CA Senate Passes 'Chelsea's Law'
The CA Senate has passed a bill designed to increase restrictions on violent sexual predators. AB 1844, known as "Chelsea's Law," was passed unanimously by the California state senate Tuesday. It now goes to the Assembly, where it will face approval of amendments, before finally making its way to the desk of Gov. Arnold Schwarzenegger. The Governor has already stated that he plans to sign the bill.
Chelsea's Law was introduced by Republican Assemblyman Nathan Fletcher from San Diego. The bill was designed in response to the rape and murder of Chelsea King, 17, by registered sex offender John Albert Gardner III. The rape and murder occurred on February 25 in San Diego near Rancho Bernardo Community Park. Gardner III confessed to the killing of Chelsea King, in additional to raping and murdering Amber Dubois, 14. He is currently serving two life sentences without the possibility of parole, The San Diego Union-Tribune reports.
Under Chelsea's Law, violent sex offenders who commit sex crimes against children would face mandatory life sentences. They would also face mandatory tracking programs. In addition, parole would be restricted for sex offenders.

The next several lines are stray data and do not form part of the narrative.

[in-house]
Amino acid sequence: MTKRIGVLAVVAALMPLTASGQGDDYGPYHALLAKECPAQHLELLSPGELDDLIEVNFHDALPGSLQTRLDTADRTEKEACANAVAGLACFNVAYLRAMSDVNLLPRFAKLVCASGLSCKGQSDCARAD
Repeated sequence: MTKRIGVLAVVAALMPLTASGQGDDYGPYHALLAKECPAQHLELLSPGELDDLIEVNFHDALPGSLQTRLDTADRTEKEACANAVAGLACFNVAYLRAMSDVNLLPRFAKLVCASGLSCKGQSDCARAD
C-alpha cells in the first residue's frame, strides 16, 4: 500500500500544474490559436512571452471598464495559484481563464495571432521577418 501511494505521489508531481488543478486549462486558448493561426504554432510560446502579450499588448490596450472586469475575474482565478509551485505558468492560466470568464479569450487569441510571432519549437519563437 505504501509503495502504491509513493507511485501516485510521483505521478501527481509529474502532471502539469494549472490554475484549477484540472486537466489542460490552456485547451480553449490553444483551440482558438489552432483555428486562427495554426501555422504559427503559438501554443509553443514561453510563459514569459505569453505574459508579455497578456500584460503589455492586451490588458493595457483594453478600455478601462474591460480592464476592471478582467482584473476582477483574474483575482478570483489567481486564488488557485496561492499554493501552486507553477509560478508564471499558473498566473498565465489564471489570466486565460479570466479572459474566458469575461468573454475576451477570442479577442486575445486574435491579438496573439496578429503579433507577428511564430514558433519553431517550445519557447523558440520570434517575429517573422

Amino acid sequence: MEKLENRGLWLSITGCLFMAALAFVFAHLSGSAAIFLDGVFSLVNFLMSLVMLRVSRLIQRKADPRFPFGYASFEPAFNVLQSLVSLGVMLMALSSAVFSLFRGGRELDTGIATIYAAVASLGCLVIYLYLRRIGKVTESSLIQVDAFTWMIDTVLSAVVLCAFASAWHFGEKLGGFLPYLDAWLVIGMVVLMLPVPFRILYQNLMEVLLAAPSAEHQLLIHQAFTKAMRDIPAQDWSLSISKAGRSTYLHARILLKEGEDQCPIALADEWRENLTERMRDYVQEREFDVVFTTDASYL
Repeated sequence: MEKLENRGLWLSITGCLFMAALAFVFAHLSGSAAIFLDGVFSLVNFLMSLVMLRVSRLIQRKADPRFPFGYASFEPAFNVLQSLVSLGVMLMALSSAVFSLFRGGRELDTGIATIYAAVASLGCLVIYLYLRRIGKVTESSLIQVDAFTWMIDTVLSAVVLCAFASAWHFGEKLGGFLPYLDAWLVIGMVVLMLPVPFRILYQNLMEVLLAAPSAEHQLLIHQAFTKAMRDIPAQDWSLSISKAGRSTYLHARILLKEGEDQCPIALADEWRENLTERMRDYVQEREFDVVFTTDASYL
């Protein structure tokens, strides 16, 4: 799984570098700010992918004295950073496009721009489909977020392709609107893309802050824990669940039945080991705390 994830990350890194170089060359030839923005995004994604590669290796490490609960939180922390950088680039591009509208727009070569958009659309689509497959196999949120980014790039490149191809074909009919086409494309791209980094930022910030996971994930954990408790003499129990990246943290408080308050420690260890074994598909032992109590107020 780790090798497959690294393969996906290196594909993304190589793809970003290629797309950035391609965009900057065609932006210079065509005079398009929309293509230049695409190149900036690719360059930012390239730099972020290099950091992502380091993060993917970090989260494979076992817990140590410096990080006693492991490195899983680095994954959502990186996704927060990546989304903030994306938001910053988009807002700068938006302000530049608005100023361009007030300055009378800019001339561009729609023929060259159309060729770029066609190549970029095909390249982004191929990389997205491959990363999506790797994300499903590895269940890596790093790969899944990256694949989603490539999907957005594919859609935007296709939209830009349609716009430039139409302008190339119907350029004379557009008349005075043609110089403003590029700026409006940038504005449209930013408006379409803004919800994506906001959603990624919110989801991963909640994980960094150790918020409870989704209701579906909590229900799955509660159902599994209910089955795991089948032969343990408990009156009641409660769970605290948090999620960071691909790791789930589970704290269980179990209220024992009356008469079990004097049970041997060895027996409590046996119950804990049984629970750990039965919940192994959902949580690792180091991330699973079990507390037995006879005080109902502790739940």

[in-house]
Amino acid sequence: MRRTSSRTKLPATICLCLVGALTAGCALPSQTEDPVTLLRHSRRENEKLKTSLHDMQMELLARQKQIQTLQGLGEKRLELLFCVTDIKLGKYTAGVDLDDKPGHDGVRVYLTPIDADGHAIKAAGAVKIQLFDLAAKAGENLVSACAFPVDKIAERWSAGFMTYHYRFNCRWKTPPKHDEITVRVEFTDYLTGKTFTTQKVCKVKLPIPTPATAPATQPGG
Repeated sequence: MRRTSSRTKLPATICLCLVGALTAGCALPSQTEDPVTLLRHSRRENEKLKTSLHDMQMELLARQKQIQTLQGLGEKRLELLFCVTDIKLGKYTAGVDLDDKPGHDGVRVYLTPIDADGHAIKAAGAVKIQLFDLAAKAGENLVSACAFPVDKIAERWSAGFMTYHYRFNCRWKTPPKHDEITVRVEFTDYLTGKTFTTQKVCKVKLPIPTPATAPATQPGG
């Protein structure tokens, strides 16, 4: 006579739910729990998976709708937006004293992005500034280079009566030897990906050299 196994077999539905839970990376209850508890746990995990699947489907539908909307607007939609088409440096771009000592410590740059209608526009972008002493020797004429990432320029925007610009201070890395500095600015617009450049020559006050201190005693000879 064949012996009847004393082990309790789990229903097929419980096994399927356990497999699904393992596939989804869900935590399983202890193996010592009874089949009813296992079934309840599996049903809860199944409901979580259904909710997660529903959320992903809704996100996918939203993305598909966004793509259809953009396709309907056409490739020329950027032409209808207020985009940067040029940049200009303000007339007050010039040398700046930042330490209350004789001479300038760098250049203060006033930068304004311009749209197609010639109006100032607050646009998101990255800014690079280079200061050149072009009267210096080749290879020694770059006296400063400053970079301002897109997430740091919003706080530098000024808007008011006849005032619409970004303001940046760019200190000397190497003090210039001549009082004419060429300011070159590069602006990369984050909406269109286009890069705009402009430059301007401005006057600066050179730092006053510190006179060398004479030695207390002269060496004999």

The San Diego Union-Tribune reports that Assembly Bill 1844 will:
• Impose a life sentence without the possibility of parole for those convicted of a violent sexual crime against a child under the age of 14.
• Impose a sentence of 25-years-to-life for other forcible sex crimes, depending on the circumstances.
• Require habitual sex offenders to be tracked with a GPS for life.
• Ban sex offenders on parole from public parks. The ban will be lifted once they are released from parole.
• Implement a "containment model" strategy that involves more costly treatment, intensive monitoring, and polygraph tests to reduce recidivism.
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- Sex Offender Registry (provided by Garton & Vogt, P.C.)
- Criminal Defense E-Newsletter (provided by Patrick M. Noe, Jr., Attorney at Law)
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